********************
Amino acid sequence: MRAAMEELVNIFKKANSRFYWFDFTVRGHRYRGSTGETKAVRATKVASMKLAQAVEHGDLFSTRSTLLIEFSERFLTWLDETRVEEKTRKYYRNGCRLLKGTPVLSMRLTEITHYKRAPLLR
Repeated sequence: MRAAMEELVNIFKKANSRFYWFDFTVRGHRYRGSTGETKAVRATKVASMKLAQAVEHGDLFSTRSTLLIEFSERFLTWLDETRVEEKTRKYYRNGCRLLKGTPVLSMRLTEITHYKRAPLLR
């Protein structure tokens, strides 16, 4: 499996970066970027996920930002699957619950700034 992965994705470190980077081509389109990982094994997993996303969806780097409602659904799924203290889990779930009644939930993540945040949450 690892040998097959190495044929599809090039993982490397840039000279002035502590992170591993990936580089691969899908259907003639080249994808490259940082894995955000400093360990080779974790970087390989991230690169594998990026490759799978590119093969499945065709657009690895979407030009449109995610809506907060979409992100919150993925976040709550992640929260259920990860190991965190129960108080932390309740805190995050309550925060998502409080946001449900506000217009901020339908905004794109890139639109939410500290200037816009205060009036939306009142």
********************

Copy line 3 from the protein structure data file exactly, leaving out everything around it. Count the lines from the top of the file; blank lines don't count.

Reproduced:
């Protein structure tokens, strides 16, 4: 499996970066970027996920930002699957619950700034 992965994705470190980077081509389109990982094994997993996303969806780097409602659904799924203290889990779930009644939930993540945040949450 690892040998097959190495044929599809090039993982490397840039000279002035502590992170591993990936580089691969899908259907003639080249994808490259940082894995955000400093360990080779974790970087390989991230690169594998990026490759799978590119093969499945065709657009690895979407030009449109995610809506907060979409992100919150993925976040709550992640929260259920990860190991965190129960108080932390309740805190995050309550925060998502409080946001449900506000217009901020339908905004794109890139639109939410500290200037816009205060009036939306009142």